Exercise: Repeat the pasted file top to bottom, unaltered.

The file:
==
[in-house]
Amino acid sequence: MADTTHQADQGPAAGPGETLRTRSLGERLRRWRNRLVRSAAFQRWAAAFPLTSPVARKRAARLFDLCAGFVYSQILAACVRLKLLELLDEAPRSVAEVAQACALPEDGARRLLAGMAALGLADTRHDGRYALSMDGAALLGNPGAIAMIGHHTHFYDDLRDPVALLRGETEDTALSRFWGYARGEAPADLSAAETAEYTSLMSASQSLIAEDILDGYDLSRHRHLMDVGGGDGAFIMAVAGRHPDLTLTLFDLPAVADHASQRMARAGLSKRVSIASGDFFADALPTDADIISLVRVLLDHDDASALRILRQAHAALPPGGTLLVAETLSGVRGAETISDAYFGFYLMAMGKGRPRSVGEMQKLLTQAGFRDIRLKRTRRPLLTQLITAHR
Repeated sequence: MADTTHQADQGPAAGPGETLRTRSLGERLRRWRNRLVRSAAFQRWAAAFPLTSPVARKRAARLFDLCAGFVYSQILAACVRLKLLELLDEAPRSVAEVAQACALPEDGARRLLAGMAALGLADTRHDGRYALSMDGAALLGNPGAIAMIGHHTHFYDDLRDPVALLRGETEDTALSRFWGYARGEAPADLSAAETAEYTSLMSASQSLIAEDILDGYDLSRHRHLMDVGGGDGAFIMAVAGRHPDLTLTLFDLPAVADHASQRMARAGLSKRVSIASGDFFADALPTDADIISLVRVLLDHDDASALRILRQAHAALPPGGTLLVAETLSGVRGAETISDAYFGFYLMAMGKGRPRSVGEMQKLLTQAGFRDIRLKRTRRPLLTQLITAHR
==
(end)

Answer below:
[in-house]
Amino acid sequence: MADTTHQADQGPAAGPGETLRTRSLGERLRRWRNRLVRSAAFQRWAAAFPLTSPVARKRAARLFDLCAGFVYSQILAACVRLKLLELLDEAPRSVAEVAQACALPEDGARRLLAGMAALGLADTRHDGRYALSMDGAALLGNPGAIAMIGHHTHFYDDLRDPVALLRGETEDTALSRFWGYARGEAPADLSAAETAEYTSLMSASQSLIAEDILDGYDLSRHRHLMDVGGGDGAFIMAVAGRHPDLTLTLFDLPAVADHASQRMARAGLSKRVSIASGDFFADALPTDADIISLVRVLLDHDDASALRILRQAHAALPPGGTLLVAETLSGVRGAETISDAYFGFYLMAMGKGRPRSVGEMQKLLTQAGFRDIRLKRTRRPLLTQLITAHR
Repeated sequence: MADTTHQADQGPAAGPGETLRTRSLGERLRRWRNRLVRSAAFQRWAAAFPLTSPVARKRAARLFDLCAGFVYSQILAACVRLKLLELLDEAPRSVAEVAQACALPEDGARRLLAGMAALGLADTRHDGRYALSMDGAALLGNPGAIAMIGHHTHFYDDLRDPVALLRGETEDTALSRFWGYARGEAPADLSAAETAEYTSLMSASQSLIAEDILDGYDLSRHRHLMDVGGGDGAFIMAVAGRHPDLTLTLFDLPAVADHASQRMARAGLSKRVSIASGDFFADALPTDADIISLVRVLLDHDDASALRILRQAHAALPPGGTLLVAETLSGVRGAETISDAYFGFYLMAMGKGRPRSVGEMQKLLTQAGFRDIRLKRTRRPLLTQLITAHR